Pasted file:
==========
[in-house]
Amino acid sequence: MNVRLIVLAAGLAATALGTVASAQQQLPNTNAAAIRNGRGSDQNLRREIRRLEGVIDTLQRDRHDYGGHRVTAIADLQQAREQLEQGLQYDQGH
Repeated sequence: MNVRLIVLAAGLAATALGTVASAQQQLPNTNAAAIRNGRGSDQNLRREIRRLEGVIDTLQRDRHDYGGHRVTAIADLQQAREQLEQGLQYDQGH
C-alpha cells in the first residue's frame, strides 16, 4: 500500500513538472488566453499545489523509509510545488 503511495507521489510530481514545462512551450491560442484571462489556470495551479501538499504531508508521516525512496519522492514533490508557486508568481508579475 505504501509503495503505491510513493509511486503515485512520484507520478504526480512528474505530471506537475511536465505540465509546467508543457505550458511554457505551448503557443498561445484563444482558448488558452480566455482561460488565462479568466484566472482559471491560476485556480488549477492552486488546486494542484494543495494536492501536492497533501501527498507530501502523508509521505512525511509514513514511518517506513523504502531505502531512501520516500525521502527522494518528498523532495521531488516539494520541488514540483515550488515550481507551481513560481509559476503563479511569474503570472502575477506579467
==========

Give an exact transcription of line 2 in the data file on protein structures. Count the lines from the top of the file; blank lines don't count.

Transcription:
Amino acid sequence: MNVRLIVLAAGLAATALGTVASAQQQLPNTNAAAIRNGRGSDQNLRREIRRLEGVIDTLQRDRHDYGGHRVTAIADLQQAREQLEQGLQYDQGH